CHURCH IS PARTISAN, GOVERNMENT RESPONDS 

Kampala. The government has denied animosity between the State and the Church but counter-accused religious leaders of being partisan and setting one political party against another.

The Minister of Information, Mr Frank Tumwebaze, was yesterday responding to remarks by Kampala Archbishop Cyprian Kizito Lwanga that the current animosity between the two institutions may plunge the country back into its ugly past. 
“There is no doubt that the two complement each other and the record of the NRM government to recognise, support and work with the different faith denominations is unprecedented in the history of our country. The only issue of concern is when the Church through its pulpit is used by partisan activists to target and malign one political entity while lending support and credence to another,” Mr Tumwebaze said. 
While addressing mourners at the burial of the former Church of Uganda Archbishop Livingstone Mpalanyi Nkoyoyo at the Anglican Martyrs Shrine Namugongo on Tuesday, Archbishop Lwanga said the government was treating the Church as its enemy.
“The truth between the Church and politics is that the Church is not against the State as some people are telling the public. The remarks we make are none other than those telling the truth because the Church is the conscience of the State,” he said. 
“History is indeed repeating itself as some people are fighting against the truth with a furry of selfishness…. So government should listen to the voice of reason. Reason of hope. Reason of stability,” Archbishop Lwanga added. 
He did not name any particular incident but his remarks were interpreted to criticise government regarding the amendment of the Constitution to remove the presidential age limit. 
Mr Tumwebaze said by stretching into partisan politics, the Church was overstepping its clerical mandate and causing divisions in the country.
“That is not healthy for the Church. It becomes a source of divisions. Why the church sermons or messages from the pulpit are never questioned is because they are spiritually neutral and good for all,” the minister said. 
“On the other hand, political opinions are diverse. So if some religious leaders as individuals choose to hold and propagate their own political opinions and again want to sell them uncontested using the shield of the pulpit, then it’s not good,” he added. 
Mr Tumwebaze asked religious leaders not to “take offence” when they get rebuttal on their partisan opinions.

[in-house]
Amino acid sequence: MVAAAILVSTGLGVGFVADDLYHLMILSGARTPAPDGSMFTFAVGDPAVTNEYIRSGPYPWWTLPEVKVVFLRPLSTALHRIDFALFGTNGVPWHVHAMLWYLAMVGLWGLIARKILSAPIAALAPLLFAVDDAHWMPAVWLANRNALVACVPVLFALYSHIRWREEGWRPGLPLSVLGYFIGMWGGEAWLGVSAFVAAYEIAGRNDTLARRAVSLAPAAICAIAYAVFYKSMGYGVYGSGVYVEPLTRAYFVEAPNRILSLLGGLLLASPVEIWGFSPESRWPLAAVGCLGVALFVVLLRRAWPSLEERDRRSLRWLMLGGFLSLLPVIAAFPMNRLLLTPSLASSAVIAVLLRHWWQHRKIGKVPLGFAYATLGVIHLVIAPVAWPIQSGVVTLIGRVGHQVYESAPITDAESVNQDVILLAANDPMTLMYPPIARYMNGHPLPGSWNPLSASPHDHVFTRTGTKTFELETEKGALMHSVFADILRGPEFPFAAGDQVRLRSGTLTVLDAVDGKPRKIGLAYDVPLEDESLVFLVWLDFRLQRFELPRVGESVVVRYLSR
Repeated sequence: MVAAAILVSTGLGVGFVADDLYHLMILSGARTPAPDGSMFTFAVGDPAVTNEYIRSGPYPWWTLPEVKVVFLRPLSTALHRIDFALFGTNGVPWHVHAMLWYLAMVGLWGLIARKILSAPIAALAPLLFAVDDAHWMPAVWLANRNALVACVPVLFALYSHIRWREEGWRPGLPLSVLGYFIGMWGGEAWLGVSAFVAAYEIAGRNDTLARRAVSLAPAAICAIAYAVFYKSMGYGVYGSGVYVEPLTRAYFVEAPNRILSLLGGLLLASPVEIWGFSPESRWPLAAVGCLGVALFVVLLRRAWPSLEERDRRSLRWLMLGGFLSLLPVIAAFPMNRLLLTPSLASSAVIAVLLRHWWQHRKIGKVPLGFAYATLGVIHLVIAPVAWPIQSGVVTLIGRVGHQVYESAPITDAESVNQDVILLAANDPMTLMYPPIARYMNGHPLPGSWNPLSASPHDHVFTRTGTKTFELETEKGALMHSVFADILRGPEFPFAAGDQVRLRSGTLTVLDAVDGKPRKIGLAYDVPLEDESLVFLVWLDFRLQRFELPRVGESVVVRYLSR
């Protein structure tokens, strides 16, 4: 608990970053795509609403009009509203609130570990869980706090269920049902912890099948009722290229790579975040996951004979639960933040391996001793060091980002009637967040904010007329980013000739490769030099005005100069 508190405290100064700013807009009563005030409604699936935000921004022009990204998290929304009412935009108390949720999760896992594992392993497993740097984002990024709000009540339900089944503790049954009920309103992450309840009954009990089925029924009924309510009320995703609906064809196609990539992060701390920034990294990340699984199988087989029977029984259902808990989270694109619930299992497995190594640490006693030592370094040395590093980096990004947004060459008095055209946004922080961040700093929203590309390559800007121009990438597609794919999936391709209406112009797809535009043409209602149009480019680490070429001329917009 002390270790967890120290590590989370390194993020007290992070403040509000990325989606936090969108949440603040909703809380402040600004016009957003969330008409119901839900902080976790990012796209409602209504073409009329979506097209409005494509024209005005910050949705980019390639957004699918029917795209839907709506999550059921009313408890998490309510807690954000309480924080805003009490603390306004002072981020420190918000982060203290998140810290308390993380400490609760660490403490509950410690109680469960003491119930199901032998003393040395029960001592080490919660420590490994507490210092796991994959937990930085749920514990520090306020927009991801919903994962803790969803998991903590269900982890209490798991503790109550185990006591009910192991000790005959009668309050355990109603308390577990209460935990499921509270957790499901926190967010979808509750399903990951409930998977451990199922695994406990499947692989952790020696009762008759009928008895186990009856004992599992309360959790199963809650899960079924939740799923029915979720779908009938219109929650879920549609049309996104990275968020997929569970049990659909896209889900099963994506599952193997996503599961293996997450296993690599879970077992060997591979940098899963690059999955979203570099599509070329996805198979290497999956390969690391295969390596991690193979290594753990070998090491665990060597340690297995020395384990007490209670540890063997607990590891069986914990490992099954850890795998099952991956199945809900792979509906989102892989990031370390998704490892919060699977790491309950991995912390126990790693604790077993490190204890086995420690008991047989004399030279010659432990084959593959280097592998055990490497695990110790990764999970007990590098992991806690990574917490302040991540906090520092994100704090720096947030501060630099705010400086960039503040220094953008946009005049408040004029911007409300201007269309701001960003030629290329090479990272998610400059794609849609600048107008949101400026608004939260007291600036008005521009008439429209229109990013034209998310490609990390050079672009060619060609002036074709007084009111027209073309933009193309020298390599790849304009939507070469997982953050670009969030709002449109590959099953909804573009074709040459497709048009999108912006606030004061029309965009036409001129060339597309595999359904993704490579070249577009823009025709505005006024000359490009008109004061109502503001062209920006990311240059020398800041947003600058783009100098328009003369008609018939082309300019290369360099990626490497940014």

He said some Church leaders supported the Opposition on the recent age limit Bill, now an Act, when it was clear it had proponents and opponents.
He said government does not stop religious leaders to talk about politics or give counsel on matters of governance but they must be impartial.
“I know many religious leaders who feel offended when some of their colleagues openly join the partisan podiums and still want to impose their individual views as for the whole clergy. I hope internally the church gets time to discuss some of this feedback,” Mr Tumwebaze said.
The Minister of State for Ethics and Integrity, Mr Simon Lokodo, reiterated his colleague’s view. 
Mr Lokodo said Archbishop Lwanga’s castigation of the government was inappropriate. He said although President Museveni, in his New Year message, reminded the Church of its function, he was not fighting it.
“To condemn government with a loud voice was not right because it was overrated by the public. We went there (Namugongo) for mourning but not to see who is better than who. The conduct of my Archbishop lamenting was not befitting the event. The President’s comments were to remind the Church of its mandate and he was not in the tone of war,” Mr Lokodo said by telephone.

Opposition speaks out
Kizza Besigye, opposition politician: “When Mr Museveni wants the support of the Church, they are friends but when he does wrong and they comment, he cannot stand it. He then castigates the Church and throws them [religious leaders] out. But Mr Museveni cannot separate Church from politics because the Church makes us what we are.”

Winfred Kiiza, Leader of Opposition in Parliament: She said the government is wrong to condemn the Church for commenting on politics. Ms Kiiza said the religious leaders’ opposing statements on the amendment of the Constitution were legitimate.

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